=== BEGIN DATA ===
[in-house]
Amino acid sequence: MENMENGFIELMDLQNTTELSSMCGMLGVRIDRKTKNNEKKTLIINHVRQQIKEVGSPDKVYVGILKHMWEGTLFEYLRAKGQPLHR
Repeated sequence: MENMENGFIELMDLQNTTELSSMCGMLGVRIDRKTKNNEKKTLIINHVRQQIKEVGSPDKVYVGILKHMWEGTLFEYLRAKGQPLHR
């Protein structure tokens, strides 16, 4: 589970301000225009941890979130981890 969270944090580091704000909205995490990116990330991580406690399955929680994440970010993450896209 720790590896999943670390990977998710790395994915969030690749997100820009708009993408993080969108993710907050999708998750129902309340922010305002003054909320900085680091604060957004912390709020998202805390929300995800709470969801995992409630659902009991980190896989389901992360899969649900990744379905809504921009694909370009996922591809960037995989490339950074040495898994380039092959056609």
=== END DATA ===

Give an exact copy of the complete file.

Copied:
[in-house]
Amino acid sequence: MENMENGFIELMDLQNTTELSSMCGMLGVRIDRKTKNNEKKTLIINHVRQQIKEVGSPDKVYVGILKHMWEGTLFEYLRAKGQPLHR
Repeated sequence: MENMENGFIELMDLQNTTELSSMCGMLGVRIDRKTKNNEKKTLIINHVRQQIKEVGSPDKVYVGILKHMWEGTLFEYLRAKGQPLHR
């Protein structure tokens, strides 16, 4: 589970301000225009941890979130981890 969270944090580091704000909205995490990116990330991580406690399955929680994440970010993450896209 720790590896999943670390990977998710790395994915969030690749997100820009708009993408993080969108993710907050999708998750129902309340922010305002003054909320900085680091604060957004912390709020998202805390929300995800709470969801995992409630659902009991980190896989389901992360899969649900990744379905809504921009694909370009996922591809960037995989490339950074040495898994380039092959056609």